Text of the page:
Why the Hub matters

Stand Up for Flagstaff is in favor of appropriate, infill development in the original, historic neighborhoods described by the Downtown Regulating Plan

The Flagstaff Zoning Code adopted in 2011 was carefully researched and rewritten by city staff in collaboration with form-based code experts and with significant public involvement. Two of its main features were:

  1. To make the code accessible, easy to understand by the combined use of words, images and numerics; and
  2. To integrate Smart Growth principles, especially form-based code, or as it is known in Flagstaff, transect zoning.

The City Council that voted to fund this ambitious effort, which included hiring a consultant with form-based code expertise, did it because they had the foresight to understand that Flagstaff was facing a period of inevitable growth. They wanted a plan for sustainable growth that would protect Flagstaff’s key resources: water, environment, history and character. The new code was approved by city council in it's entirety.  

When it came to understanding the character of Flagstaff, and writing the transect zoning portion of the new code, there were discussions and interviews, observations and measurements, photos taken and drawings made. The zones were identified and described, and the urban zones were keyed to the Downtown Regulating Plan overlay. This overlay covers what is considered the original, historic Flagstaff area. 

In the Downtown Regulating Plan area, a developer has two options: to develop using the more traditional zoning approach, also called Euclidian zoning, or; develop using the transect zoning option, in which they must design their project to fit the established character of the original city. They can choose one or the other, but can not pick and choose parts of each.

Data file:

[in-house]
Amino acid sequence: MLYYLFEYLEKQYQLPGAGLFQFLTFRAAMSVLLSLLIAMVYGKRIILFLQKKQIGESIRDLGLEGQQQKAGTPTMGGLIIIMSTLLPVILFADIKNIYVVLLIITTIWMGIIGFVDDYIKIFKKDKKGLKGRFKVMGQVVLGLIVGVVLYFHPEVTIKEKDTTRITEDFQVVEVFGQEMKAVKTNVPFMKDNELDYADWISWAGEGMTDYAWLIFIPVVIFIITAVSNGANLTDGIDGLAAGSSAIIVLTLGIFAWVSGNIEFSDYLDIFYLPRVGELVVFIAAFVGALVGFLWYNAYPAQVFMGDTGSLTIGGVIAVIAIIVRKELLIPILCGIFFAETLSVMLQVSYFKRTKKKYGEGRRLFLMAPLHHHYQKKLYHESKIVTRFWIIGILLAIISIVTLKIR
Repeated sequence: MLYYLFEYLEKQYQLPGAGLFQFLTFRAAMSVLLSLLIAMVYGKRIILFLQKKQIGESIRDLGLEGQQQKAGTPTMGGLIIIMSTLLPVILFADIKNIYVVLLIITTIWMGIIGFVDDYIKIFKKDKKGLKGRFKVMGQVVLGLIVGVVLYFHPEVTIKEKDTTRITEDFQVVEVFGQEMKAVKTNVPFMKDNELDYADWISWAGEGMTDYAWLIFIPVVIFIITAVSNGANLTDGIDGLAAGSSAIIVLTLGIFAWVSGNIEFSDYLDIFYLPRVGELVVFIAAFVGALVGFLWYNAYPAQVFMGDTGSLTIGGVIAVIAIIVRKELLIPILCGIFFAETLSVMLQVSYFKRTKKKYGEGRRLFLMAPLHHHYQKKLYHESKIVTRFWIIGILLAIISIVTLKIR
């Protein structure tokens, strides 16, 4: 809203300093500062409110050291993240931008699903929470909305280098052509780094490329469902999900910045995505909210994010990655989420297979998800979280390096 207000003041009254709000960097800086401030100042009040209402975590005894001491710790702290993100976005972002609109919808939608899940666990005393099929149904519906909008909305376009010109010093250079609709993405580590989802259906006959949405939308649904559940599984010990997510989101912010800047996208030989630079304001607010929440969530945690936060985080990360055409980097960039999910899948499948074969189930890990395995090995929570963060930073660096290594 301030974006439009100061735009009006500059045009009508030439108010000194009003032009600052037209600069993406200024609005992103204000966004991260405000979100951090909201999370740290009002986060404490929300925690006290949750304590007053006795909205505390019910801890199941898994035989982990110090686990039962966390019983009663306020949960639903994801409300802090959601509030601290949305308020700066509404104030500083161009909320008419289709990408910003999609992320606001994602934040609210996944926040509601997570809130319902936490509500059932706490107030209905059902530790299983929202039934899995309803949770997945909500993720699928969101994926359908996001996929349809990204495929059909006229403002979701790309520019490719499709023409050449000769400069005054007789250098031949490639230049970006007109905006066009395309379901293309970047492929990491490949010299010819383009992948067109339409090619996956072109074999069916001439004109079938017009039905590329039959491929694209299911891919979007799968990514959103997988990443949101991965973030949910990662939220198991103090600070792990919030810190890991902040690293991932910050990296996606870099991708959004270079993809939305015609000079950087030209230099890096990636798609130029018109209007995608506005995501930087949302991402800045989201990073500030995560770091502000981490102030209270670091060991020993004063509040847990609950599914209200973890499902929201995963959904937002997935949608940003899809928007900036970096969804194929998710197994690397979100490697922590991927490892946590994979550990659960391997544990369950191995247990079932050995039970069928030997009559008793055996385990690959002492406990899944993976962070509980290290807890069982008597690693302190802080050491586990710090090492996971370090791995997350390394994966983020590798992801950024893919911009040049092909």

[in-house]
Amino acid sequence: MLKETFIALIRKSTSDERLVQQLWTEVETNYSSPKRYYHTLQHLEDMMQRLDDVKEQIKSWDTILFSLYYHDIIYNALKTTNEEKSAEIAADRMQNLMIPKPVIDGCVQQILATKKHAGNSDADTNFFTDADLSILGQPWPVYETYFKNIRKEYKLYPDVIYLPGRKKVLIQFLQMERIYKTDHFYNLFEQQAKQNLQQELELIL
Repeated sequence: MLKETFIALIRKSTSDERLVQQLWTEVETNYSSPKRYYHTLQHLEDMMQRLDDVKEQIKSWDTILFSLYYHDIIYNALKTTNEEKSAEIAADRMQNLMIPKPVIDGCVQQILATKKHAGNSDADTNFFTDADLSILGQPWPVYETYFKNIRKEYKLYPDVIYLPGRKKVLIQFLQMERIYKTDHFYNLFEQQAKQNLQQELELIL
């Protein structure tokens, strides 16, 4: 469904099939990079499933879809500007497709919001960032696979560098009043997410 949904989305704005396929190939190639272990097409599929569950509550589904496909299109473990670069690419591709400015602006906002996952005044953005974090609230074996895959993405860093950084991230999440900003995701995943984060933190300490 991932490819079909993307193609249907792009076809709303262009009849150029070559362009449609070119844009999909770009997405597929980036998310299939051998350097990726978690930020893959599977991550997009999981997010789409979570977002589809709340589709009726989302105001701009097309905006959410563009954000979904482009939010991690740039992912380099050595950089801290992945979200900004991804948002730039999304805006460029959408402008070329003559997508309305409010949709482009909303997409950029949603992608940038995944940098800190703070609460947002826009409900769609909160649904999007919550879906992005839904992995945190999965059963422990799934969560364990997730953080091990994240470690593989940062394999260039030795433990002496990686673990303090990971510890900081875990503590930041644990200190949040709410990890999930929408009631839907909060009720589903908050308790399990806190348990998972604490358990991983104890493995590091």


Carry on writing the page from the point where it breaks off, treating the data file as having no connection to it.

While there have been small projects in the area that have used transect zoning, the Hub was the first large project to choose it. And so it is kind of a test case. Unfortunately, the city staff charged with guiding this project through the process allowed the developer to do exactly what the code prohibits: build a project that could only be built under the traditional code, yet to allow them to reap the benefits of a transect project—including higher densities and reduced parking.

If this interpretation of the transect zoning code is allowed to stand, two outcomes can be expected:

  1. One of the essential, stated purposes of having a transect code, to retain the character of Flagstaff as it grows, would be eliminated for all future development. All future projects would have the Hub as a precedent point to, and the ability to mix and match to build very large, very dense and under-parked buildings in the heart of the city, and:
  2. The very idea of having a code and zoning process to follow that is accessible, easy to understand and predictable would be replaced by one that requires the discretion and interpretation of city planning department staff, who individually may or may not have a deep understanding of transect code. Where Flagstaff could develop the reputation of having high standards that attract creative developers who want to be a part of this desirable community, it will instead be a place where who you know in the city gets you an advantage for your project.

The Hub matters to anyone who wants to avoid those very possible outcomes as Flagstaff grows and develops.